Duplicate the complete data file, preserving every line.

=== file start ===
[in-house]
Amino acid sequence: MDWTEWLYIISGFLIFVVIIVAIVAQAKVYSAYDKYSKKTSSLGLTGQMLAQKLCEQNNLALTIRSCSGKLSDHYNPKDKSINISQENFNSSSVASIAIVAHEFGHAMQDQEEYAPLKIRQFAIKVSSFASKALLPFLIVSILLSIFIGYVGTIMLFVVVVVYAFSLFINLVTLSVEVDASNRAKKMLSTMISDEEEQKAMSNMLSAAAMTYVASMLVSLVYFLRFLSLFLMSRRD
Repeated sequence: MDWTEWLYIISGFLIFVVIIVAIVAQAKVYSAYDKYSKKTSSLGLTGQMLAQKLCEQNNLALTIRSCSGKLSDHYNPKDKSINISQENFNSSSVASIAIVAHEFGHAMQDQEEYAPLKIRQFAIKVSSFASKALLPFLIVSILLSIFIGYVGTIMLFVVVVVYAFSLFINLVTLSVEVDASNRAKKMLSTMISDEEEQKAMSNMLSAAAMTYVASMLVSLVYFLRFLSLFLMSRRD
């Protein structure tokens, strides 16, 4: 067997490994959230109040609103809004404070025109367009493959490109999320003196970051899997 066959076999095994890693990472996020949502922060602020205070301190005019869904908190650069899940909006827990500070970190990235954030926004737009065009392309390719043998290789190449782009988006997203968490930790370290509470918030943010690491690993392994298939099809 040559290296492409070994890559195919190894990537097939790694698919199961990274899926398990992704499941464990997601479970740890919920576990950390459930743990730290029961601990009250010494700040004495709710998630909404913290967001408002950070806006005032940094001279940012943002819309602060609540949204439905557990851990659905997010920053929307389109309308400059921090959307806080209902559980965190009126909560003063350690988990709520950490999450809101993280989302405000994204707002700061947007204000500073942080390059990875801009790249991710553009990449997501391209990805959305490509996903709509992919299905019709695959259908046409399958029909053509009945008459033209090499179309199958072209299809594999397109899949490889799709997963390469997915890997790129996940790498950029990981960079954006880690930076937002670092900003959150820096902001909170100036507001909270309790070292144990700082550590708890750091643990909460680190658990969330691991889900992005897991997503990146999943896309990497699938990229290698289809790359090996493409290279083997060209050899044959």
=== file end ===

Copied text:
[in-house]
Amino acid sequence: MDWTEWLYIISGFLIFVVIIVAIVAQAKVYSAYDKYSKKTSSLGLTGQMLAQKLCEQNNLALTIRSCSGKLSDHYNPKDKSINISQENFNSSSVASIAIVAHEFGHAMQDQEEYAPLKIRQFAIKVSSFASKALLPFLIVSILLSIFIGYVGTIMLFVVVVVYAFSLFINLVTLSVEVDASNRAKKMLSTMISDEEEQKAMSNMLSAAAMTYVASMLVSLVYFLRFLSLFLMSRRD
Repeated sequence: MDWTEWLYIISGFLIFVVIIVAIVAQAKVYSAYDKYSKKTSSLGLTGQMLAQKLCEQNNLALTIRSCSGKLSDHYNPKDKSINISQENFNSSSVASIAIVAHEFGHAMQDQEEYAPLKIRQFAIKVSSFASKALLPFLIVSILLSIFIGYVGTIMLFVVVVVYAFSLFINLVTLSVEVDASNRAKKMLSTMISDEEEQKAMSNMLSAAAMTYVASMLVSLVYFLRFLSLFLMSRRD
């Protein structure tokens, strides 16, 4: 067997490994959230109040609103809004404070025109367009493959490109999320003196970051899997 066959076999095994890693990472996020949502922060602020205070301190005019869904908190650069899940909006827990500070970190990235954030926004737009065009392309390719043998290789190449782009988006997203968490930790370290509470918030943010690491690993392994298939099809 040559290296492409070994890559195919190894990537097939790694698919199961990274899926398990992704499941464990997601479970740890919920576990950390459930743990730290029961601990009250010494700040004495709710998630909404913290967001408002950070806006005032940094001279940012943002819309602060609540949204439905557990851990659905997010920053929307389109309308400059921090959307806080209902559980965190009126909560003063350690988990709520950490999450809101993280989302405000994204707002700061947007204000500073942080390059990875801009790249991710553009990449997501391209990805959305490509996903709509992919299905019709695959259908046409399958029909053509009945008459033209090499179309199958072209299809594999397109899949490889799709997963390469997915890997790129996940790498950029990981960079954006880690930076937002670092900003959150820096902001909170100036507001909270309790070292144990700082550590708890750091643990909460680190658990969330691991889900992005897991997503990146999943896309990497699938990229290698289809790359090996493409290279083997060209050899044959």